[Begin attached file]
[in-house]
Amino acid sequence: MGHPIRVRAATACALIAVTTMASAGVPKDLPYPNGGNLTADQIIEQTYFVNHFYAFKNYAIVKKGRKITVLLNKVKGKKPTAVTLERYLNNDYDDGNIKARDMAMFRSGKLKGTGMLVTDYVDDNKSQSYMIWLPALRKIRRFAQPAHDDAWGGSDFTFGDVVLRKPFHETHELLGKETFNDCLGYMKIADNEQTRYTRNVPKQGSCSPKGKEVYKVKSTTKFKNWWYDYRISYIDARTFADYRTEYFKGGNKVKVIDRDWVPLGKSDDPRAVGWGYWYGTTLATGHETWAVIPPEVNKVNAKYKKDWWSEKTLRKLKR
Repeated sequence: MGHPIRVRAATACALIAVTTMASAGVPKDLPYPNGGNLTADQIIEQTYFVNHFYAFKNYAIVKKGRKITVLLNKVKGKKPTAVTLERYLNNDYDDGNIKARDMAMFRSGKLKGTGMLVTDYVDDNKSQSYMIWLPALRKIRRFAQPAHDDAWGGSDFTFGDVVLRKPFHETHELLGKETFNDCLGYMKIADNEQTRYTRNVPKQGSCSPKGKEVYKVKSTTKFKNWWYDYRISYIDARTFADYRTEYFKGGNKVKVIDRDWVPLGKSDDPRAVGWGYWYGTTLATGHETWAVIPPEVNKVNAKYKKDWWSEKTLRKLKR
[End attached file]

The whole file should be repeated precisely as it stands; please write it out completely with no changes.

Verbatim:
[in-house]
Amino acid sequence: MGHPIRVRAATACALIAVTTMASAGVPKDLPYPNGGNLTADQIIEQTYFVNHFYAFKNYAIVKKGRKITVLLNKVKGKKPTAVTLERYLNNDYDDGNIKARDMAMFRSGKLKGTGMLVTDYVDDNKSQSYMIWLPALRKIRRFAQPAHDDAWGGSDFTFGDVVLRKPFHETHELLGKETFNDCLGYMKIADNEQTRYTRNVPKQGSCSPKGKEVYKVKSTTKFKNWWYDYRISYIDARTFADYRTEYFKGGNKVKVIDRDWVPLGKSDDPRAVGWGYWYGTTLATGHETWAVIPPEVNKVNAKYKKDWWSEKTLRKLKR
Repeated sequence: MGHPIRVRAATACALIAVTTMASAGVPKDLPYPNGGNLTADQIIEQTYFVNHFYAFKNYAIVKKGRKITVLLNKVKGKKPTAVTLERYLNNDYDDGNIKARDMAMFRSGKLKGTGMLVTDYVDDNKSQSYMIWLPALRKIRRFAQPAHDDAWGGSDFTFGDVVLRKPFHETHELLGKETFNDCLGYMKIADNEQTRYTRNVPKQGSCSPKGKEVYKVKSTTKFKNWWYDYRISYIDARTFADYRTEYFKGGNKVKVIDRDWVPLGKSDDPRAVGWGYWYGTTLATGHETWAVIPPEVNKVNAKYKKDWWSEKTLRKLKR